About Barcelona

The capital of Catalonia , founded by the Romans, was a great medieval town too, but in the last 150 years it has lived through the splendor of modernism, the creation of the Eixample, two international exhibitions and the Olympic Games.

Less than two hundred kilometres from the French border, the city is surrounded by the Collserola hills to the west and by the hill of Montjuïc, which climbs up from the coast.

With a population over 1,600,000 inhabitants, Barcelona is divided into 10 districts each one of which is divided into several “barris” (neighbourhoods), Ciutat Vella being the historical centre of the city. The Eixample district is an example of the expansion of the city after the walls were knocked down.

The origins of Barcelona date back to the first century BC, when the Romans established a small colony around Mont Tàber (Taber Hill) called Barcino. The remains of two Roman walls bear witness to this period.

From the 4th to the 13th centuries, Barcelona expanded and consolidated the urban centre established by the Romans. At the end of the 13th century, a second wall was built, around the Santa Maria del Mar church, a symbol of medieval Barcelona. This was where the Ribera “barri” arose, the neighbourhood of craftsmen.

The unstoppable growth of the city was reinforced by trade with America and incipient industrialization which broke up the old regime. However, the revolution did not arrive until centuries later when the walls were demolished to urbanize the city following the Cerdà Eixample Plan.
It was the time when the first railroad connected Barcelona and Mataró, a symbol of industrial prosperity that was soon reflected in the architecture. Wealthy Families ordered the construction of iconic modernist buildings like Park Guell, Casa Mila and Casa Batllo.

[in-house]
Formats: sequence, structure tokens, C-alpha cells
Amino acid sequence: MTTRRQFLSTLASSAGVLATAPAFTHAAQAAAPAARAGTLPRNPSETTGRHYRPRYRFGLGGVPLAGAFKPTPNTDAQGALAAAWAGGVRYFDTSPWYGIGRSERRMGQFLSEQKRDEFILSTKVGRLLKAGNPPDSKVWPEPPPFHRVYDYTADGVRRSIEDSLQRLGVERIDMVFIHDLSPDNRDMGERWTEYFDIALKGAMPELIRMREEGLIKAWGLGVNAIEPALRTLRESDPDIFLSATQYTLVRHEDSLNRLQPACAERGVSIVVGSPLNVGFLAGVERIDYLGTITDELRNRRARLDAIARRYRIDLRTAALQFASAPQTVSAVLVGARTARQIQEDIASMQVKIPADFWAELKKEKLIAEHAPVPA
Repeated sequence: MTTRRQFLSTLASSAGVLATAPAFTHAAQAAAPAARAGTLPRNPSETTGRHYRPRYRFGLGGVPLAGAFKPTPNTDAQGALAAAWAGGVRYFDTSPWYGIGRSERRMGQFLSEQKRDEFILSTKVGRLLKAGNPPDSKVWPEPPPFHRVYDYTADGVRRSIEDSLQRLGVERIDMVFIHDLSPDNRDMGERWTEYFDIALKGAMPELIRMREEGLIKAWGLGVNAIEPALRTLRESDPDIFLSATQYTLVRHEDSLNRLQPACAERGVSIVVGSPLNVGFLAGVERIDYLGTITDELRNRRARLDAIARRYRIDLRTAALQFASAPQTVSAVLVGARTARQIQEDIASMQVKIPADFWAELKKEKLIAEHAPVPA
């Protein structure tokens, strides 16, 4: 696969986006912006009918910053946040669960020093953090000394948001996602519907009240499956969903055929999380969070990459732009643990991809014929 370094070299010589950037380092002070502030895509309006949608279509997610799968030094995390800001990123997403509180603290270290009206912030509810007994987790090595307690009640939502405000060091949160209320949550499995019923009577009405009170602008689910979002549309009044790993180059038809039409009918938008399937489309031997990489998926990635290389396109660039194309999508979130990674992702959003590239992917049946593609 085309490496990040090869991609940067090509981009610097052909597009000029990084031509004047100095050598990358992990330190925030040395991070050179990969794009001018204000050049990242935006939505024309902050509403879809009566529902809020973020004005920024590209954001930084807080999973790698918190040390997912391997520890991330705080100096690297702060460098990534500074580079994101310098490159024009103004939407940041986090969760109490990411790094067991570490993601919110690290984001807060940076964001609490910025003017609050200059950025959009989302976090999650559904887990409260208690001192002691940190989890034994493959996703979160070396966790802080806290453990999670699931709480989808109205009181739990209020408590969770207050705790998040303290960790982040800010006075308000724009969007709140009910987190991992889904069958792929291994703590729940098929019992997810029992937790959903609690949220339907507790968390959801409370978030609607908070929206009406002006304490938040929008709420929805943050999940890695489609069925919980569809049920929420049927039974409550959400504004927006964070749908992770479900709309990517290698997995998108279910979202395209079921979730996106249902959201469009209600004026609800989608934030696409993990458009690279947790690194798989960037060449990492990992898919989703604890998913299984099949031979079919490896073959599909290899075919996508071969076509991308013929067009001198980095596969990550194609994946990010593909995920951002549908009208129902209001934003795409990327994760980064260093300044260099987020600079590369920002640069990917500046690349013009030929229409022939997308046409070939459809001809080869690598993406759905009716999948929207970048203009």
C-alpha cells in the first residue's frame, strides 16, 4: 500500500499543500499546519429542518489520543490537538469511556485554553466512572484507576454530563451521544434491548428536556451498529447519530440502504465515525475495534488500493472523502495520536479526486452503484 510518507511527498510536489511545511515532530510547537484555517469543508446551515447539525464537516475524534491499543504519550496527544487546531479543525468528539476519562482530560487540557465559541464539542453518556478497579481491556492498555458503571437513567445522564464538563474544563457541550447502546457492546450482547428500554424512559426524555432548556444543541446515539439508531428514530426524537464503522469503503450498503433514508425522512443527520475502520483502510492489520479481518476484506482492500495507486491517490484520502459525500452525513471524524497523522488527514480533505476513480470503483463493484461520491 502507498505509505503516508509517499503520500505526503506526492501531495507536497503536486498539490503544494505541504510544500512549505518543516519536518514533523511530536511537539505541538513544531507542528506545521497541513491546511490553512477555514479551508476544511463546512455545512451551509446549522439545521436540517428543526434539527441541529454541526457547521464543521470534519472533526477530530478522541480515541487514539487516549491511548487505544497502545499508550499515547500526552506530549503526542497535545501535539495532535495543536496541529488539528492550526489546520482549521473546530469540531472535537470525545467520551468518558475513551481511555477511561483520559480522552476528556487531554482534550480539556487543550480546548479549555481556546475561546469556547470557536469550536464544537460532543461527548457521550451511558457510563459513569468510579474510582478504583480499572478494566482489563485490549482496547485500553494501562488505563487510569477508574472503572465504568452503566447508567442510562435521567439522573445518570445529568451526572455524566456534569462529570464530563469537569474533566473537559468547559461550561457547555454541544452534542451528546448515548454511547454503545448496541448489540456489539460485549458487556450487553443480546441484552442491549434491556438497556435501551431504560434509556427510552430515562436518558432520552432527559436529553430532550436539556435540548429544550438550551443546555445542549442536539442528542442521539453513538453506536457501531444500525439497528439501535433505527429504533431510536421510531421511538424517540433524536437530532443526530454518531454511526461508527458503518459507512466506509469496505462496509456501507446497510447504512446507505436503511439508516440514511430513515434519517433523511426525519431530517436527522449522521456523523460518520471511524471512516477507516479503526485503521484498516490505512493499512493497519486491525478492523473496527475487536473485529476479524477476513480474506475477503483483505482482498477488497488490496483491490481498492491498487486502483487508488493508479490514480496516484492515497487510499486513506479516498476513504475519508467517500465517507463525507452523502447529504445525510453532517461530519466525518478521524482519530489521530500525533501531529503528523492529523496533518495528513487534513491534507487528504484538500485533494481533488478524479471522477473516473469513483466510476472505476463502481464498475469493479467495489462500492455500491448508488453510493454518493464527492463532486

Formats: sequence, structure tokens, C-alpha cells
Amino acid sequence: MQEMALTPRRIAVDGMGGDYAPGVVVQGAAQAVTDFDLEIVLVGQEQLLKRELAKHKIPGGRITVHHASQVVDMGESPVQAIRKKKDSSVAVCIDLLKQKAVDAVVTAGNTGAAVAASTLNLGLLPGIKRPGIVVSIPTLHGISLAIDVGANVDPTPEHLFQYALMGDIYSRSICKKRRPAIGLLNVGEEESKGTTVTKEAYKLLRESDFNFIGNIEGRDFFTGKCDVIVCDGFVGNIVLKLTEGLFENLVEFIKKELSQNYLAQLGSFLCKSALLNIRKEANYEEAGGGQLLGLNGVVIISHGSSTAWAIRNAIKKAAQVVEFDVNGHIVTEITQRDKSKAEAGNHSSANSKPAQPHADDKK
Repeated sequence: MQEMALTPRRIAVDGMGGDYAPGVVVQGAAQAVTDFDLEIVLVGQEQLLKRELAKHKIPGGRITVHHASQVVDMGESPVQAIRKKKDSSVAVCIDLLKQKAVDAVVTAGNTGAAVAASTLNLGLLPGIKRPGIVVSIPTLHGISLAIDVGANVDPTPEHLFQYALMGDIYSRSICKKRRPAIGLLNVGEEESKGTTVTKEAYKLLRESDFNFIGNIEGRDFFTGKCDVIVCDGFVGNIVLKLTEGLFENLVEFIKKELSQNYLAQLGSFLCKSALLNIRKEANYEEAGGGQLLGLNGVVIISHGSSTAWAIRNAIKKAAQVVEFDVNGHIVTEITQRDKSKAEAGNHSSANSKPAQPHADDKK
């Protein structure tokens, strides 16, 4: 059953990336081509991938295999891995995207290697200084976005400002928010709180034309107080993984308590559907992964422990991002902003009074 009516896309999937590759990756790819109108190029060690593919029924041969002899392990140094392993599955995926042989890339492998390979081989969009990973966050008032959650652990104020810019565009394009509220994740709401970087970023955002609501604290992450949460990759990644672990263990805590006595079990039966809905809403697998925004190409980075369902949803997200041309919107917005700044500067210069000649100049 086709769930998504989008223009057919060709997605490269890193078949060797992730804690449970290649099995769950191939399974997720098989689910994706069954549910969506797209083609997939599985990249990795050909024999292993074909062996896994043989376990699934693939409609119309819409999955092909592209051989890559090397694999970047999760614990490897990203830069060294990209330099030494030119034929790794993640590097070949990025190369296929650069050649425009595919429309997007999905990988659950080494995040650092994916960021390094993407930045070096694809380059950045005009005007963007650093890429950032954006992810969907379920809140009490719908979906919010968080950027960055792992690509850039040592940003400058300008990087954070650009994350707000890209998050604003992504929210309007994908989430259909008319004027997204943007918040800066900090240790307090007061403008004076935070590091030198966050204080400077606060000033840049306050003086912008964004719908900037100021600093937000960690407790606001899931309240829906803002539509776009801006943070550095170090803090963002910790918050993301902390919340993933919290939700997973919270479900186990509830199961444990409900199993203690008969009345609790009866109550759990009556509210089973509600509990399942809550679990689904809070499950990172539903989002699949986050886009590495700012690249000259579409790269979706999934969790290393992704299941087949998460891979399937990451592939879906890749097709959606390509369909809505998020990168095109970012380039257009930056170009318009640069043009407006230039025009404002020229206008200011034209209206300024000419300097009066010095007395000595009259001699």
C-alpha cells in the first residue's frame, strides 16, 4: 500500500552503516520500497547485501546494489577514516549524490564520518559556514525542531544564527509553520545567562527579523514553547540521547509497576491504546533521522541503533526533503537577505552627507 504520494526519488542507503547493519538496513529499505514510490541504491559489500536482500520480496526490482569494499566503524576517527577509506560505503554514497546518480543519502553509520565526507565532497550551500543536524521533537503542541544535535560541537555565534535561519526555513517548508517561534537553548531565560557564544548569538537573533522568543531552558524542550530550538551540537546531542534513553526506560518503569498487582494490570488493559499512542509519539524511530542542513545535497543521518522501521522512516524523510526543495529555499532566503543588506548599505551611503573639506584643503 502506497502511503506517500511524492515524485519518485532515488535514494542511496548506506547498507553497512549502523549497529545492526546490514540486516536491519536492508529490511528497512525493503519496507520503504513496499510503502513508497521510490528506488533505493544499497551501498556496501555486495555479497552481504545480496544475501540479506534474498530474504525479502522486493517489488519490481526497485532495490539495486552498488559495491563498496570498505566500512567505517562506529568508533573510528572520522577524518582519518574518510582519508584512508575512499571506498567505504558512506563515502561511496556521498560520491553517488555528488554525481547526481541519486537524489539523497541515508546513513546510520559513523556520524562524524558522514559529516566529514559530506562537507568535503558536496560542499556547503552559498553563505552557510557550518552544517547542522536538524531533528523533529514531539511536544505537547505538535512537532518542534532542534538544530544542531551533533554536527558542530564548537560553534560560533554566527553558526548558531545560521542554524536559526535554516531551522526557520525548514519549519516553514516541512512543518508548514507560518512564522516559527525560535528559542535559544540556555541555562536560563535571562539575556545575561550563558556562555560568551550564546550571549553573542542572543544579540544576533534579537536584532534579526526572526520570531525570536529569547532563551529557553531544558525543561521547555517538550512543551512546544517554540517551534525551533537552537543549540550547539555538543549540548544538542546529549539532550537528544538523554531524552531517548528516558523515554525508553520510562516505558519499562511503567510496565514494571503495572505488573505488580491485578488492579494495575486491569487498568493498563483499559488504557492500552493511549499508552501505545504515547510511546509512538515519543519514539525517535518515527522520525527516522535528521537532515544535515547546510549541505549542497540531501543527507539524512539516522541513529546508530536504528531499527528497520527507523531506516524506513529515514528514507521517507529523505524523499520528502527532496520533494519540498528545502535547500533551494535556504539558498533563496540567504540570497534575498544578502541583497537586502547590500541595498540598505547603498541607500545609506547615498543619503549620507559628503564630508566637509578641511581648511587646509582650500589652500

When Barcelona was chosen to host the 1992 Olympic Games the city turned into an international reference point.

Catalan, the official language of Catalonia, is spoken in Barcelona, as is Spanish, the official language of Spain. The two Romance languages co-exist, however you can also hear other languages, as a result of the importance of tourism and the fact that the city is a meeting point for various cultures.

Barcelona is bubbling all year round. Alternative art galleries, urban sport, festivals, fairs, exhibitions and more fill the calendar with ideas that bring us closer to a culture always hanging onto the latest trends, not just personal but also with respect to urban elements, art, transportation and even food. Yet Barcelona’s inhabitants have fixed habits and they like to look after and promote their own history, conserving buildings and streets, while maintaining their traditions throughout the year. Celebrations like the Festa de la Mercè, literally the “Festival of Our Lady of Mercy”, the city’s patroness, is a very good example of this. It is also important to mention the folk festivals in each of the city’s neighbourhoods, notably those in Sants and Gràcia, where every year they follow the same traditions, with giants, human towers and folk music.

Barcelona faces the sea and, as a result, during the course of its history, became a gateway through which, knowledge, traditions, customs and new consumer products have passed, in short, an inexhaustible source of wealth, not only from Europe but also all the lands that form the Mediterranean and beyond. Although culturally Barcelona’s inhabitants have fed themselves through this permanently open window, they are people of habits, with fixed timetables and family orientated. We can therefore assert that their cultural growth has always rested on a formula that is very much their own and difficult to copy: an interesting mix of local and imported traditions.

The most of the web page pictures are shoted by Tarannà Team during the trips

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